Issue No. 02 - March/April (2002 vol. 6)
Since the publication of seminal texts such as The Psychology of Human-Computer Interaction, 1User-Centered System Design, 2 and Designing the User Interface, 3 usability methodologies have become established components of successful development strategies. The underlying concept of designing for usability is straightforward: empirically study users and their objectives; provide functionality and interfaces that support those goals; and test how the design fits intended usage. In practice, methods for gathering and using this data have taken years to develop, and experts are still refining them to be more effective and less costly to implement. (For an overview of advances, see the Handbook of Human-Computer Interaction4; for recent developments, consult the proceedings of the annual ACM Conference on Human Factors in Computing Systems. 5)
Usability design strategies for the Web, however, are in their infancy. Generic guidelines and "design tips" filled the void early on, but as Web sites have become a backbone of business and information exchange, the need for usability techniques specifically crafted for the Web — and robust technologies that support the usability design process — has become critical.
The large number of submissions for this issue of IEEE Internet Computing indicate that researchers and practitioners recognize the need for Web-specific usability techniques. The articles in this issue address current problems and generation-after-next challenges to developing scalable tools that support usability design for an exponentially growing World Wide Web.
In software design, we typically expect a particular version of a product to remain essentially unchanged until the release of the next version or update. In Web design, we expect content to be dynamic and fresh, and we expect the interface design to easily accommodate frequent change. In addition, the anticipated user population of a Web site is often diverse, unpredictable, and international. In "Achieving Universal Usability by Designing for Change," Gary Perlman presents a case study in which the need for dynamically adaptable elements was particularly acute. The methodology used to create a platform- and language-independent full-text retrieval system illustrates how site designers can build global, usable, accessible interfaces for domains in which change is the expectation rather than the exception.
In contrast to the significant expertise needed to implement a software product, creating a basic Web site requires minimal technical expertise. Just as desktop publishing applications made it easy for almost anyone to produce a graphical document, Web editing tools now enable nonprofessional designers to produce and manage Web sites. The resulting interface designs can drive visitors away, however, if they do not allow users to easily achieve their goals. In "Improving Web Site Design," Melody Y. Ivory and Marti A. Hearst address the need to assist nondesigners in creating usable designs. The authors explore an automated approach to evaluating sites' adherence to empirically validated design principles.
One advantage Web site design has over software design is the availability of significantly more usage data to drive design decisions. Unlike software developers, Web site owners can routinely track users' behaviors. However, making use of the vast amount of server log data from large, evolving Web sites presents several challenges. In "Improving Web Usability Through Visualization," Ed H. Chi describes how information visualization can harness the power of this data by modeling usage patterns. He shows how predictive models of user behavior can help site designers pinpoint potential problem areas where information might be hard to find.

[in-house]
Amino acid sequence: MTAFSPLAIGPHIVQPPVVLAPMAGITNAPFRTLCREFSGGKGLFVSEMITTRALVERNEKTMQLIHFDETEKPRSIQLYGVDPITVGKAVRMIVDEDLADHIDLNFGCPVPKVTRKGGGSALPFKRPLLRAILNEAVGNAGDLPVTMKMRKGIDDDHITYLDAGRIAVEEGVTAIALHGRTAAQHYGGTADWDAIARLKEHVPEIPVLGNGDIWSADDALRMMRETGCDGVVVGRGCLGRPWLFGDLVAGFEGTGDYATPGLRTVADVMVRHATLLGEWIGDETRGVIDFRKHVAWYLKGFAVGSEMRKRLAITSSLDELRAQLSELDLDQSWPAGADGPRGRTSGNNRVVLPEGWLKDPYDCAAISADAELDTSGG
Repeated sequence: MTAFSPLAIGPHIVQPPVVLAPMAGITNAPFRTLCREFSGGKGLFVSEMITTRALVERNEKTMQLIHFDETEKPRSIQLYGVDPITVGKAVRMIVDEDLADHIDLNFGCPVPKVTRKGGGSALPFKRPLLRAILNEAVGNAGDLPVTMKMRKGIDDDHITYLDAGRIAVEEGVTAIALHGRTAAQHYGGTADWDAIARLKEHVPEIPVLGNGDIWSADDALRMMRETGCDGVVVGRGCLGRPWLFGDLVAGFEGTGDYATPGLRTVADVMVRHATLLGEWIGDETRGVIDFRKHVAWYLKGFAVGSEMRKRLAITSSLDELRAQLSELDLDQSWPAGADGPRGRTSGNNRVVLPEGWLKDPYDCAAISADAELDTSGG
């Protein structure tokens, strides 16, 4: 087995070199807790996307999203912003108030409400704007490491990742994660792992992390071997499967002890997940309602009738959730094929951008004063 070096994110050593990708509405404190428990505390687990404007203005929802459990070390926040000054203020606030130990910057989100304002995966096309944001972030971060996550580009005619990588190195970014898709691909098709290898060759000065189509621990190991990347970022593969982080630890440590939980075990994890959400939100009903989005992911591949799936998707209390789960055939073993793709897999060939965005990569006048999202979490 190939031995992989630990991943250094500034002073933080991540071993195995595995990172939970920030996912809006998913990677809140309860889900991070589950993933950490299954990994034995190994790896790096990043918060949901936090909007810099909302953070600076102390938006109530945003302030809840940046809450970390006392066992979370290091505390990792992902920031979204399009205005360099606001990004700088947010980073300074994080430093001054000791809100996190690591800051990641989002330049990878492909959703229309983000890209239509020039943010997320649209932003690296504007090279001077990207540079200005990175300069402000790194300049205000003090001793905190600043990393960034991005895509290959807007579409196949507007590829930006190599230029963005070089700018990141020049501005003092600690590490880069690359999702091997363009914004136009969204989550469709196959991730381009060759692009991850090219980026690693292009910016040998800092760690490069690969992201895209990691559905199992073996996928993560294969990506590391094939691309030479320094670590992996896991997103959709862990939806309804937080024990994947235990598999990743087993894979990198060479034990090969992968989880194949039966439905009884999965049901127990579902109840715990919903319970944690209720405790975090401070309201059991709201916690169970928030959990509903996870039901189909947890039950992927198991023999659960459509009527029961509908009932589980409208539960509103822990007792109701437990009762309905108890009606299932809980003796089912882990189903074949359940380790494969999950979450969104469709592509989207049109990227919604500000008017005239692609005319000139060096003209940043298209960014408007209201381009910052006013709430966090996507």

Finally, some Web design goals overlap with conventional usability goals, like designing functionality to optimize support for the natural way users think and make decisions. Too often Web design guidelines are created without the valuable input available from cognitive and social science. In "How Web Site Decision Technology Affects Consumers," Juli Jedetski, Leonard Adelman, and Cedric Yeo illustrate how Web site designers can use testing methodologies drawn from behavioral psychology paradigms to optimize user experiences and site effectiveness.
This issue's articles represent valuable contributions to a topic ripe for advanced research and development. Significant challenges remain, of course. For example, Web usability experts must adapt traditional inquiry techniques to a domain in which users communicate little about their personas except through the links they follow. In the realm of layout and functionality, designers and researchers need to clarify design guidelines for varying site purposes, validating them with sound empirical methods and honing them with input from cognitive and social science research. To respond to innovations in display technology, we are also challenged to create usable designs that scale to mobile devices of varying size and resolution. The articles in this issue show that we can and will effectively address the Internet's unique usability challenges.
Christine M. Neuwirth is professor of English and human-computer interaction at Carnegie Mellon University. She holds a PhD in rhetoric from Carnegie Mellon University. Her computer science research interests are primarily in human-computer interaction and computer support for cooperative work.
Susan Harkness Regli is a senior member of the engineering staff at Lockheed Martin Advanced Technology Laboratories. She received a PhD in rhetoric from Carnegie Mellon University, where she was a member of the Human-Computer Interaction Institute.